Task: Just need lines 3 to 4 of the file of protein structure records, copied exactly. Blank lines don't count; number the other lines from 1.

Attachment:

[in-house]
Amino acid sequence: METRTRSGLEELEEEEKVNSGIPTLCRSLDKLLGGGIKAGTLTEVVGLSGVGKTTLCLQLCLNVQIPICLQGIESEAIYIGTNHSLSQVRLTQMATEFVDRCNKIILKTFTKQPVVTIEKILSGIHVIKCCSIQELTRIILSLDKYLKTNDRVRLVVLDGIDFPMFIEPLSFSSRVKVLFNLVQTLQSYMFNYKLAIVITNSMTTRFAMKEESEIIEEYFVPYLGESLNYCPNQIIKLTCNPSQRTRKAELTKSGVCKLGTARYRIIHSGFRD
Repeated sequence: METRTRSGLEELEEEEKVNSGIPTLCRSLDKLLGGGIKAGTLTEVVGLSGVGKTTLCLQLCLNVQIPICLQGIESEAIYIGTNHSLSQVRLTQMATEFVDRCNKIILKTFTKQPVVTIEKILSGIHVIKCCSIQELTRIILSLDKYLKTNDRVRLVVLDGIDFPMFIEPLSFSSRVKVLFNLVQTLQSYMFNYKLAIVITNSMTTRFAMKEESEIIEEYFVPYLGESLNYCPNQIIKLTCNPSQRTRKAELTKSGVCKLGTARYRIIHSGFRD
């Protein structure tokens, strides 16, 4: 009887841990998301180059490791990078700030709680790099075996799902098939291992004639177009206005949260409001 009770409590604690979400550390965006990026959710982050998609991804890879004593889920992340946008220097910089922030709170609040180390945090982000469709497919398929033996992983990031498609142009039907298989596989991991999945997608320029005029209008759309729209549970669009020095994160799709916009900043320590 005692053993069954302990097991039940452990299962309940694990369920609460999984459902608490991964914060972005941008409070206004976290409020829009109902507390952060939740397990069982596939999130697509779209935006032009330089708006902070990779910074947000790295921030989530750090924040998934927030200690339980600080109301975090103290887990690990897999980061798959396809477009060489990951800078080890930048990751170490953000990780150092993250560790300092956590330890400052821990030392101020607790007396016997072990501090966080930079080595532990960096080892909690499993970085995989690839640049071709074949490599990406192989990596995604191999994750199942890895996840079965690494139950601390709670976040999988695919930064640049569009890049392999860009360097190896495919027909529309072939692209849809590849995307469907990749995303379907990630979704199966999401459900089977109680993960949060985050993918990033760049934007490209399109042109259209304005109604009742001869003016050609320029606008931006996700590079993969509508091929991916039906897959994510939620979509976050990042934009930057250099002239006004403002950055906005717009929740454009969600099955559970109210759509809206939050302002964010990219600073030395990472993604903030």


Repeated sequence: METRTRSGLEELEEEEKVNSGIPTLCRSLDKLLGGGIKAGTLTEVVGLSGVGKTTLCLQLCLNVQIPICLQGIESEAIYIGTNHSLSQVRLTQMATEFVDRCNKIILKTFTKQPVVTIEKILSGIHVIKCCSIQELTRIILSLDKYLKTNDRVRLVVLDGIDFPMFIEPLSFSSRVKVLFNLVQTLQSYMFNYKLAIVITNSMTTRFAMKEESEIIEEYFVPYLGESLNYCPNQIIKLTCNPSQRTRKAELTKSGVCKLGTARYRIIHSGFRD
């Protein structure tokens, strides 16, 4: 009887841990998301180059490791990078700030709680790099075996799902098939291992004639177009206005949260409001 009770409590604690979400550390965006990026959710982050998609991804890879004593889920992340946008220097910089922030709170609040180390945090982000469709497919398929033996992983990031498609142009039907298989596989991991999945997608320029005029209008759309729209549970669009020095994160799709916009900043320590 005692053993069954302990097991039940452990299962309940694990369920609460999984459902608490991964914060972005941008409070206004976290409020829009109902507390952060939740397990069982596939999130697509779209935006032009330089708006902070990779910074947000790295921030989530750090924040998934927030200690339980600080109301975090103290887990690990897999980061798959396809477009060489990951800078080890930048990751170490953000990780150092993250560790300092956590330890400052821990030392101020607790007396016997072990501090966080930079080595532990960096080892909690499993970085995989690839640049071709074949490599990406192989990596995604191999994750199942890895996840079965690494139950601390709670976040999988695919930064640049569009890049392999860009360097190896495919027909529309072939692209849809590849995307469907990749995303379907990630979704199966999401459900089977109680993960949060985050993918990033760049934007490209399109042109259209304005109604009742001869003016050609320029606008931006996700590079993969509508091929991916039906897959994510939620979509976050990042934009930057250099002239006004403002950055906005717009929740454009969600099955559970109210759509809206939050302002964010990219600073030395990472993604903030």